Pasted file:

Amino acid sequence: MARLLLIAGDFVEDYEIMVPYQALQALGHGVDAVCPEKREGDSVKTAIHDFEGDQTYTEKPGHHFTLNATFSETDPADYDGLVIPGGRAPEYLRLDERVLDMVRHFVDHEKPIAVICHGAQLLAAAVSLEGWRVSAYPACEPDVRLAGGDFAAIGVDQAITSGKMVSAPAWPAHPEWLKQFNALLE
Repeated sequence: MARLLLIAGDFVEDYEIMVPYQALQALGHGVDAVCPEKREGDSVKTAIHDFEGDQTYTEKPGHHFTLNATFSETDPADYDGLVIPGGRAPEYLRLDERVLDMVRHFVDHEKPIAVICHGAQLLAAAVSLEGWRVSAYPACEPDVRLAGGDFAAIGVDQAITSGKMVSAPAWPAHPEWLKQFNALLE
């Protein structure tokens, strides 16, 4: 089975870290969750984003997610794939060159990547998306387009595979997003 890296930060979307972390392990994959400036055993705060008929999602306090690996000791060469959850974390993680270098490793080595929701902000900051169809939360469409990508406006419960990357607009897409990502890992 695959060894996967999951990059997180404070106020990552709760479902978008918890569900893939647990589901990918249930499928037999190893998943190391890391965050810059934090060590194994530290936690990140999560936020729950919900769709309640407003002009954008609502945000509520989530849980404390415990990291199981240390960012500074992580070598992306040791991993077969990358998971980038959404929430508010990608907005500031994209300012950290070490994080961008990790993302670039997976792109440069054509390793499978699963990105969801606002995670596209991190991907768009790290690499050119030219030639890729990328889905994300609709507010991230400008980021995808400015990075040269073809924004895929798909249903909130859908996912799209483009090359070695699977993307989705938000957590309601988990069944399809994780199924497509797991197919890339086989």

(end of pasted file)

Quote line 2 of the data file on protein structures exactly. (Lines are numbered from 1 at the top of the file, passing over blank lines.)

Repeated sequence: MARLLLIAGDFVEDYEIMVPYQALQALGHGVDAVCPEKREGDSVKTAIHDFEGDQTYTEKPGHHFTLNATFSETDPADYDGLVIPGGRAPEYLRLDERVLDMVRHFVDHEKPIAVICHGAQLLAAAVSLEGWRVSAYPACEPDVRLAGGDFAAIGVDQAITSGKMVSAPAWPAHPEWLKQFNALLE